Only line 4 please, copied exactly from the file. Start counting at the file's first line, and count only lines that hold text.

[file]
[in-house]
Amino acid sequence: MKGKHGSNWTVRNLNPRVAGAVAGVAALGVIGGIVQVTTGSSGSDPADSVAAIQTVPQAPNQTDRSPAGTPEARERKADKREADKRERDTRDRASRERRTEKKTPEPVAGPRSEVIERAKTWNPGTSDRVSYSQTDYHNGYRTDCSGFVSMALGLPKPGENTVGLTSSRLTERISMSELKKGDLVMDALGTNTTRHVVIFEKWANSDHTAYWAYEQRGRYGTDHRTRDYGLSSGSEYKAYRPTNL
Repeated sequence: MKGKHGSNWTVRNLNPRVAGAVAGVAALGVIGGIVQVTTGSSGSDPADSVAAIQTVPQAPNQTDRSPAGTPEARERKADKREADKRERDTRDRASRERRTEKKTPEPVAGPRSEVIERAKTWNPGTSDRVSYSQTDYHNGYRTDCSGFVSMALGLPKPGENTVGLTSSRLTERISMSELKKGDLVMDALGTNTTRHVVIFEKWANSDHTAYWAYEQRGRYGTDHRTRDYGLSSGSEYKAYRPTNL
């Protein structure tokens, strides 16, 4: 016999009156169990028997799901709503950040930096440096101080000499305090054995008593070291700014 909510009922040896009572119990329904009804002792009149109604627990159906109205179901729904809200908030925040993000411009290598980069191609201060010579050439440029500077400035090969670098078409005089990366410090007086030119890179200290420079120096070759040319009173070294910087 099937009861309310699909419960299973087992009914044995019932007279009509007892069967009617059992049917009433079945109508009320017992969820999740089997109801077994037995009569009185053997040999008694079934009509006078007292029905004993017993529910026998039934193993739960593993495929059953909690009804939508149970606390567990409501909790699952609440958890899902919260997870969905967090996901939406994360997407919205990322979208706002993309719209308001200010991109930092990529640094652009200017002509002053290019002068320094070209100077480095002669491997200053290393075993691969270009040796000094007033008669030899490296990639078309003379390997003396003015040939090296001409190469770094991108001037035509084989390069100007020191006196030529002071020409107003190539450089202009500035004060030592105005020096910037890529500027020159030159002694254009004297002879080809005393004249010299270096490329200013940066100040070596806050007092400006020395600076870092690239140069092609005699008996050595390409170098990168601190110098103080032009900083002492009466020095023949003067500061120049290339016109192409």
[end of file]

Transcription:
């Protein structure tokens, strides 16, 4: 016999009156169990028997799901709503950040930096440096101080000499305090054995008593070291700014 909510009922040896009572119990329904009804002792009149109604627990159906109205179901729904809200908030925040993000411009290598980069191609201060010579050439440029500077400035090969670098078409005089990366410090007086030119890179200290420079120096070759040319009173070294910087 099937009861309310699909419960299973087992009914044995019932007279009509007892069967009617059992049917009433079945109508009320017992969820999740089997109801077994037995009569009185053997040999008694079934009509006078007292029905004993017993529910026998039934193993739960593993495929059953909690009804939508149970606390567990409501909790699952609440958890899902919260997870969905967090996901939406994360997407919205990322979208706002993309719209308001200010991109930092990529640094652009200017002509002053290019002068320094070209100077480095002669491997200053290393075993691969270009040796000094007033008669030899490296990639078309003379390997003396003015040939090296001409190469770094991108001037035509084989390069100007020191006196030529002071020409107003190539450089202009500035004060030592105005020096910037890529500027020159030159002694254009004297002879080809005393004249010299270096490329200013940066100040070596806050007092400006020395600076870092690239140069092609005699008996050595390409170098990168601190110098103080032009900083002492009466020095023949003067500061120049290339016109192409």